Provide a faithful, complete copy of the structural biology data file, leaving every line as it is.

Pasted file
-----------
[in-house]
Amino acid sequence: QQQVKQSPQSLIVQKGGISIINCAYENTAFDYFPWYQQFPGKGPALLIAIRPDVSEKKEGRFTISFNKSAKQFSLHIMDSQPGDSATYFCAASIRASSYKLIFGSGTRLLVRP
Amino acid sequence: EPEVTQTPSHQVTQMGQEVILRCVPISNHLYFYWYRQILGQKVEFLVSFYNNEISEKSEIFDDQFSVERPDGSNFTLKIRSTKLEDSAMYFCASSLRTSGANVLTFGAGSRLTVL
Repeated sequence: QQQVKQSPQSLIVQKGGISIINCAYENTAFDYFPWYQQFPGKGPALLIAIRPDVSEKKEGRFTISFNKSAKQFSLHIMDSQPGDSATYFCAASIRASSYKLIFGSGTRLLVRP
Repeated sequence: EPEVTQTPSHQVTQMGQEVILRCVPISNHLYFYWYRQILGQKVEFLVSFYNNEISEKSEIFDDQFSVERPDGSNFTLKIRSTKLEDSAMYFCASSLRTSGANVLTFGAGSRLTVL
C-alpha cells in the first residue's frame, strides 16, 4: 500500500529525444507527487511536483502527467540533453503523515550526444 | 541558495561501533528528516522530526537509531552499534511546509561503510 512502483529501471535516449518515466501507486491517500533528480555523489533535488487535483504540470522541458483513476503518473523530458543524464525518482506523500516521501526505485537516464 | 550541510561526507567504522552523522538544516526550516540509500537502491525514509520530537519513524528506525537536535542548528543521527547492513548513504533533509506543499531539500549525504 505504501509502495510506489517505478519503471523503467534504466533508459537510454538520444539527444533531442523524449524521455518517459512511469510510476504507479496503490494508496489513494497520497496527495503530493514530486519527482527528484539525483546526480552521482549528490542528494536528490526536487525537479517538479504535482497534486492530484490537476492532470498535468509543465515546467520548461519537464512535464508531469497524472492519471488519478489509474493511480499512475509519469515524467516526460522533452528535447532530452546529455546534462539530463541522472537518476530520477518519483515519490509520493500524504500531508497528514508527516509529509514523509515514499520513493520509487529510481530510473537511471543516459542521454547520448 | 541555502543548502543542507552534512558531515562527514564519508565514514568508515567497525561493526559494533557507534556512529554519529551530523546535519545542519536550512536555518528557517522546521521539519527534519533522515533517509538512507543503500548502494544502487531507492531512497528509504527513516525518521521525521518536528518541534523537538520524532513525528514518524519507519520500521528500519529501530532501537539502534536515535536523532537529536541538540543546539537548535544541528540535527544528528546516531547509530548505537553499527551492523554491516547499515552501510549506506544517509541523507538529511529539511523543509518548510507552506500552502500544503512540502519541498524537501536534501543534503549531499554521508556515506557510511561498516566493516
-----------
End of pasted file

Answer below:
[in-house]
Amino acid sequence: QQQVKQSPQSLIVQKGGISIINCAYENTAFDYFPWYQQFPGKGPALLIAIRPDVSEKKEGRFTISFNKSAKQFSLHIMDSQPGDSATYFCAASIRASSYKLIFGSGTRLLVRP
Amino acid sequence: EPEVTQTPSHQVTQMGQEVILRCVPISNHLYFYWYRQILGQKVEFLVSFYNNEISEKSEIFDDQFSVERPDGSNFTLKIRSTKLEDSAMYFCASSLRTSGANVLTFGAGSRLTVL
Repeated sequence: QQQVKQSPQSLIVQKGGISIINCAYENTAFDYFPWYQQFPGKGPALLIAIRPDVSEKKEGRFTISFNKSAKQFSLHIMDSQPGDSATYFCAASIRASSYKLIFGSGTRLLVRP
Repeated sequence: EPEVTQTPSHQVTQMGQEVILRCVPISNHLYFYWYRQILGQKVEFLVSFYNNEISEKSEIFDDQFSVERPDGSNFTLKIRSTKLEDSAMYFCASSLRTSGANVLTFGAGSRLTVL
C-alpha cells in the first residue's frame, strides 16, 4: 500500500529525444507527487511536483502527467540533453503523515550526444 | 541558495561501533528528516522530526537509531552499534511546509561503510 512502483529501471535516449518515466501507486491517500533528480555523489533535488487535483504540470522541458483513476503518473523530458543524464525518482506523500516521501526505485537516464 | 550541510561526507567504522552523522538544516526550516540509500537502491525514509520530537519513524528506525537536535542548528543521527547492513548513504533533509506543499531539500549525504 505504501509502495510506489517505478519503471523503467534504466533508459537510454538520444539527444533531442523524449524521455518517459512511469510510476504507479496503490494508496489513494497520497496527495503530493514530486519527482527528484539525483546526480552521482549528490542528494536528490526536487525537479517538479504535482497534486492530484490537476492532470498535468509543465515546467520548461519537464512535464508531469497524472492519471488519478489509474493511480499512475509519469515524467516526460522533452528535447532530452546529455546534462539530463541522472537518476530520477518519483515519490509520493500524504500531508497528514508527516509529509514523509515514499520513493520509487529510481530510473537511471543516459542521454547520448 | 541555502543548502543542507552534512558531515562527514564519508565514514568508515567497525561493526559494533557507534556512529554519529551530523546535519545542519536550512536555518528557517522546521521539519527534519533522515533517509538512507543503500548502494544502487531507492531512497528509504527513516525518521521525521518536528518541534523537538520524532513525528514518524519507519520500521528500519529501530532501537539502534536515535536523532537529536541538540543546539537548535544541528540535527544528528546516531547509530548505537553499527551492523554491516547499515552501510549506506544517509541523507538529511529539511523543509518548510507552506500552502500544503512540502519541498524537501536534501543534503549531499554521508556515506557510511561498516566493516